In retrospect I turned out to be wrong: unlike the women’s championship race the day before (which saw some amazing performances by Stevie Kremer, Kim Dobson and Melody Fairchild taking 1st, 3rd, and 9th respectively to bring home the gold for team USA) the men’s race was pretty much decided on roads during the first half.

After a pretty quick start at around 5:20 mile pace I found myself barely in the top 20 in the opening  miles.  By the time we started a gradual, 2% uphill grade on some gravel paths around 10 miles into the race I realized the lead pack was out of sight and it was going to be hard to catch up with them unless they totally died. I slowly increased my effort after a relatively leisure 1:16 first half (it was a net uphill) and moved from 10th place to 6th place on the first climb at 14 miles, which was a very significant 18% grade. I could already tell that my calves were on edge and despite grabbing some calories at the aid stations (including a a cup of chicken broth that I thought was a sports drink) I worried that my legs might fail me on the climb. At 16 miles there was a slight downhill and as I tired to open up I suddenly felt my hamstrings tighten up. “Oh no! This is going to be a looong last 10 miles!” I thought to myself. From then on the climb was brutal and I felt like I was barely moving. On every turn I expected to look up and see a runner in front of me struggling, but there was nobody to catch; I was all alone.

the course goes up into the hills on some dirt and gravel roads (seen on bottom left of picture)

In the final 5km I kept thinking to myself “this is the hardest physical thing I have ever done!” My legs are stiff with pain, I was breathing hard and my back muscles and stomach were tied up in knots. I glanced back on one of the few switchbacks on the course to see a Kenyan runner rolling me up. When he passed me he looked very strong and I was sure at that point I was going to be lucky just to finish in 6th place. However, on the last 3k of the race the course goes over a brutal rocky trail and ridge that is probably near a 20% grade at times. As soon as we hit the rocks I saw the Kenyan in front of me falter and I started to slowly gain ground on him. This got the competitive juices flowing even though I was just struggling not to walk at that point. As I tripped over rocks and put everything I had into the hill I was able to move back into 5th place and even open up a large gap on all the runners behind me. However, as I neared the top of the ridge disaster struck and my hamstrings totally seized up. I yelled out in pain and clutched the backs of my legs – trying to still limp up the hill dragging one foot and hopping on the other The intense cramps were too much at that point so I stopped completely in my tracks and started stretching. After about 10-20 seconds I was able to move again although every muscle in my legs was on edge so I had to be cautious. This happened a couple more times in the final mile but luckily whenever I glanced back no one was in sight and about to pass me. Even with a half mile of downhill to go to the finish I was not 100% sure if I was going to be able to finish the race.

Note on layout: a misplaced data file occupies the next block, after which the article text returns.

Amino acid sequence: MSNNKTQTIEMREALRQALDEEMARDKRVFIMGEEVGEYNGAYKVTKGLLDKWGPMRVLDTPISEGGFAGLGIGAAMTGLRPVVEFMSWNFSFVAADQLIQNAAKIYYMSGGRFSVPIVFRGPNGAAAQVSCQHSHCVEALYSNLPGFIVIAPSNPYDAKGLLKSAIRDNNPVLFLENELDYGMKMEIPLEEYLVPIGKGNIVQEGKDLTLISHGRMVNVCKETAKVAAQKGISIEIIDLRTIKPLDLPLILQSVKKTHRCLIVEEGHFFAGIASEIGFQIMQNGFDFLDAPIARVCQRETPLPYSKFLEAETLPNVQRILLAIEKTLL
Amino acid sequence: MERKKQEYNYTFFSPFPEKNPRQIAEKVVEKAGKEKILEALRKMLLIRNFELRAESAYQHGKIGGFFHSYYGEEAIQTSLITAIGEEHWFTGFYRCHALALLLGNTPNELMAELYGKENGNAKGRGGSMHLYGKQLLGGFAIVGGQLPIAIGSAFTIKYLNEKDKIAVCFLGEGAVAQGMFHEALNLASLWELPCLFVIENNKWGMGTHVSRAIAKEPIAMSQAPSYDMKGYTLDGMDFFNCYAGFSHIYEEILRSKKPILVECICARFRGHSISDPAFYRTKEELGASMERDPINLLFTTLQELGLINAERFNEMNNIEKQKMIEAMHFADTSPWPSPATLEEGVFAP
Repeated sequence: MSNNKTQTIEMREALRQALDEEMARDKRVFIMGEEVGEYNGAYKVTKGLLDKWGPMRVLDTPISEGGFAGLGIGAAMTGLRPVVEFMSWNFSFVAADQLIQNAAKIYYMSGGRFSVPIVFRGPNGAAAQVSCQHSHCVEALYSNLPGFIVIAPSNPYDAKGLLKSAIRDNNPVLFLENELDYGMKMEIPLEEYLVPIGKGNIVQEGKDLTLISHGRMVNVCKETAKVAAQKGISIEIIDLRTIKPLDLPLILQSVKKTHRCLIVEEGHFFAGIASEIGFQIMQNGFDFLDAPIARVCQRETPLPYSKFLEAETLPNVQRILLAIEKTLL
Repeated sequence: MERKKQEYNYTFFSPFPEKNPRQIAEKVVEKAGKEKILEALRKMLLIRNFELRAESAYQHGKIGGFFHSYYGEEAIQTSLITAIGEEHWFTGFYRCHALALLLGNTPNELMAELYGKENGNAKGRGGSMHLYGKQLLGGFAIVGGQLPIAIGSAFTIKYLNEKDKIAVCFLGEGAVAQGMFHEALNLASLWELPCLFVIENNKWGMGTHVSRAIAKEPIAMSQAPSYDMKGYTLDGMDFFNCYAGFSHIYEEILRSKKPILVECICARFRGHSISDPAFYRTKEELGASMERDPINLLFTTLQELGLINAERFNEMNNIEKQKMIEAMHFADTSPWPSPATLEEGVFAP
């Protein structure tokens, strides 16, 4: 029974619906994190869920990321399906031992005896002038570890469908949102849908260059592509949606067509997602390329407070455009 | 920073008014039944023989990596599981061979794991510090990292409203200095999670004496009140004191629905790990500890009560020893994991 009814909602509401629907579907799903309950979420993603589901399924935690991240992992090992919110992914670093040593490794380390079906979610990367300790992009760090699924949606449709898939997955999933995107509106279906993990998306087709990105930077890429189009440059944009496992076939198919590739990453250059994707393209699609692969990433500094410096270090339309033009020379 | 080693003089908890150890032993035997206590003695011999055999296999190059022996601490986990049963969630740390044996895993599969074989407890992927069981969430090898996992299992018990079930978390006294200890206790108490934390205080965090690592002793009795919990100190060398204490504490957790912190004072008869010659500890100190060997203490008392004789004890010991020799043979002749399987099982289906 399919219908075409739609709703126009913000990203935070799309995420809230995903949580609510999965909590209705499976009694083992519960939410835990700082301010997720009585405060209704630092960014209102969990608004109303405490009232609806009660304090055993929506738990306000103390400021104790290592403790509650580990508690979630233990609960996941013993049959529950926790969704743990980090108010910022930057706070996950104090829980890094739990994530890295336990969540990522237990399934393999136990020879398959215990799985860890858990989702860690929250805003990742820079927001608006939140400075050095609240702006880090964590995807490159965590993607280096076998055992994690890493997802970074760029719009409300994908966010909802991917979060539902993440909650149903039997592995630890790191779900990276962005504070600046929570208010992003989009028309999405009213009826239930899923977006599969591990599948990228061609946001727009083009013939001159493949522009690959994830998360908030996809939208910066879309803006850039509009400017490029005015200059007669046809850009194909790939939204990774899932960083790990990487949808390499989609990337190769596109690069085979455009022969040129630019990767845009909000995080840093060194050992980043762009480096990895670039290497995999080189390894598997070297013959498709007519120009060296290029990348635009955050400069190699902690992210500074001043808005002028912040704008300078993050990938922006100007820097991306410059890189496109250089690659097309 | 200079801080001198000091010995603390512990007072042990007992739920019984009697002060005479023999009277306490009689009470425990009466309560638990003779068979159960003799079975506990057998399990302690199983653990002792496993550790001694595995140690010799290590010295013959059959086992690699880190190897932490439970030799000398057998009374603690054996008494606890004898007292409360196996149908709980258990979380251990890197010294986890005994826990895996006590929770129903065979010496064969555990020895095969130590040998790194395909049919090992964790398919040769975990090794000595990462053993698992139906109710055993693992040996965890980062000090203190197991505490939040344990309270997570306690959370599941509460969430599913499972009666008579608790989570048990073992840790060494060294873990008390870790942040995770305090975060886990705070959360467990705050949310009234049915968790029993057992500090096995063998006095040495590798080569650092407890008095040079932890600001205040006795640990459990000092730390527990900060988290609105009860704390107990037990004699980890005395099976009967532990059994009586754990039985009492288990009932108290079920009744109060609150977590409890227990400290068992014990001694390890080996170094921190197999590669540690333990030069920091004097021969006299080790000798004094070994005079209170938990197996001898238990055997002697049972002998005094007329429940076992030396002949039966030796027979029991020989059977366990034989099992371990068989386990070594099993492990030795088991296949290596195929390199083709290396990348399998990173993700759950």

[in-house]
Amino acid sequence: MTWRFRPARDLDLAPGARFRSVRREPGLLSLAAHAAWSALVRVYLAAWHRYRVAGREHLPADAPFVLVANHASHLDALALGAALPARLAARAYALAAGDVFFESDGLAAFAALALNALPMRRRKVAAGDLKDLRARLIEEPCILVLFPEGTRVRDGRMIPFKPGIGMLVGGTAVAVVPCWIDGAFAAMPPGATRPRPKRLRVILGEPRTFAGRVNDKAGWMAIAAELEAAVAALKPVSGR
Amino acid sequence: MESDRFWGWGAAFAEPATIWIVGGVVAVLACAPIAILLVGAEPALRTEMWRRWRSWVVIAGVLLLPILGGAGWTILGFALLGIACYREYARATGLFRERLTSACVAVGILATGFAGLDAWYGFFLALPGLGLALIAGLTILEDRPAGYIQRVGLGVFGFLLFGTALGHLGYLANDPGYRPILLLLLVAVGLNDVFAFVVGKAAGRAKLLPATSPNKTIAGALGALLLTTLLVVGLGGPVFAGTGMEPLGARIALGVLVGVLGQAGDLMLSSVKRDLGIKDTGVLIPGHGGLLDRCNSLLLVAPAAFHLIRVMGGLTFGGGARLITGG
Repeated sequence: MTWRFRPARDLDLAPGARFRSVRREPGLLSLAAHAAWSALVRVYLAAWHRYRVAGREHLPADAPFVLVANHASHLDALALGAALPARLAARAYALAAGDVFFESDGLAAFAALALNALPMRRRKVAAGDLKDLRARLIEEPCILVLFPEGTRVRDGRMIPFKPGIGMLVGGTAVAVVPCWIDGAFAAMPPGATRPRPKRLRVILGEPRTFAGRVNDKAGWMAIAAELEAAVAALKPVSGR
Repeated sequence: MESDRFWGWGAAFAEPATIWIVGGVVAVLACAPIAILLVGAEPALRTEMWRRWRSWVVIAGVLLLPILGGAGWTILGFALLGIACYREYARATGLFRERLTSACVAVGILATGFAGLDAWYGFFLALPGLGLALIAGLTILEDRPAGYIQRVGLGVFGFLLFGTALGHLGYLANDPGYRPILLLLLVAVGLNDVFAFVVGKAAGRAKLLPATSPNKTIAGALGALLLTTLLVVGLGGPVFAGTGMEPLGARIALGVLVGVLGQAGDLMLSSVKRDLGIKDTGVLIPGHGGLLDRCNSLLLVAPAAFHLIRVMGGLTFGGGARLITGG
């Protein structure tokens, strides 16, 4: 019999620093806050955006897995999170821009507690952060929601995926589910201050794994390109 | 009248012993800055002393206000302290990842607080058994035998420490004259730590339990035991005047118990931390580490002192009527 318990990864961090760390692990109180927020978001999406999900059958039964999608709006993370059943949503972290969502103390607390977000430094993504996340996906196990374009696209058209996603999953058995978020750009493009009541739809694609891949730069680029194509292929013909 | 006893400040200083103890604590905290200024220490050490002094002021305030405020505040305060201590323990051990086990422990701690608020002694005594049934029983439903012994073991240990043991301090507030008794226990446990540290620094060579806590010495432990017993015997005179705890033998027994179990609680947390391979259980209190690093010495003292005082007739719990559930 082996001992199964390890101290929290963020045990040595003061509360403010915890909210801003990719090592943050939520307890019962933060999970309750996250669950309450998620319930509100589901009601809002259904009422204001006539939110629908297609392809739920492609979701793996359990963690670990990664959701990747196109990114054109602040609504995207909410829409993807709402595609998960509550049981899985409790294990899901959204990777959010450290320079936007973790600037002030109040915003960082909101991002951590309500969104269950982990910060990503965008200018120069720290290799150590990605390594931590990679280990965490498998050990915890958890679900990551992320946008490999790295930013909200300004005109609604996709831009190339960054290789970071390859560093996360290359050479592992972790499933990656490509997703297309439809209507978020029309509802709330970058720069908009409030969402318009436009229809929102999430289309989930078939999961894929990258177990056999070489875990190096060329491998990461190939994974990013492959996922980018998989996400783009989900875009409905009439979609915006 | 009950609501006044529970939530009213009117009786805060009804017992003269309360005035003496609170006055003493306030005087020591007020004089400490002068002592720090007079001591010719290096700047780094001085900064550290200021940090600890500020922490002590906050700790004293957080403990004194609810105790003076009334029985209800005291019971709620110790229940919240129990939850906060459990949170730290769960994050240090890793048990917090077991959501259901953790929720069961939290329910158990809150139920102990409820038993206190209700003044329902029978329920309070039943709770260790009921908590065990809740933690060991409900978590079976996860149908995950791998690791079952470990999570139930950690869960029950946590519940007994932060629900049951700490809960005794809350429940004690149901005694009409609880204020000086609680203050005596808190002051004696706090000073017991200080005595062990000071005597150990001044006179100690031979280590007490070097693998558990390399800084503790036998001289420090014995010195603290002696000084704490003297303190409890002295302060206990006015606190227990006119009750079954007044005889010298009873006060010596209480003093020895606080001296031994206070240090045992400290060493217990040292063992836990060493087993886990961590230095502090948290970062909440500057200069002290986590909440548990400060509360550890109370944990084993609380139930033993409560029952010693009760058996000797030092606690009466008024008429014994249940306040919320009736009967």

Overall it was another epic race experience and I felt very fortunate to be able to finish 5th with a 3:06:47 and help team USA earn the silver medal with the rest of my teammates: Galen Burrell (3:10:58), Zac Freudenburg (3:20:34), Josh Ferenc (3:32:31) and team manager Jason Bryant (3:37:29).

The men’s team near the finish line. You can see how much closer we are to the snow!

Here’s a little video my parents filmed of the men’s race:

YouTube Preview Image

 

In closing, here are some lessons I learned from European Mountain Racing:

1. In races with high-level competition the lead pack does not come back on the uphills. In fact, it is very hard to pass anyone on a 30% slope (as in the middle of the Ponte di Legno 14km race). You have to go out hard and take some risks with a high speed start on the flats if you want a podium finish.

2. I need to work on my powerhike/uphill walk instead of trying to run all the way up 30% grade ski slopes…there is always a point of “re-defined running” on these kinds of things and you reach a certain speed/intensity were walking is often the better choice!

3. The pizza in Italy really is the best (don’t know about the beer though as I prefer strong IPAs instead of Lagers with my pies…but on that note you can get an awesome bottle of wine for $2!)

4.  They really do serve you a lot of cheese for breakfast in Switzerland.

and the best fondue ever for dinner!

5. Mountain running/racing is a lot more common in Europe than it is in the US…and the mountains are steeper!

6. Some of the roads that wind through the cliffs and mountains in northern Italy and around the Alps seem to only be about 12 feet wide but are still open for “two-way” traffic.

7. There are lots of friendly and really cool runners from all over the world that are big fans of team USA.

 

Thanks for reading and best of luck with your training and future races!

-Sage

@SageCanaday

www.Vo2maxProductions.com

www.YouTube.com/Vo2maxProductions

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About the Author ()

2-time Olympic Trials Qualifier, Mountain runner, Author of “Running For The Hansons,” trail runner, videos for Vo2max Productioins, LLC.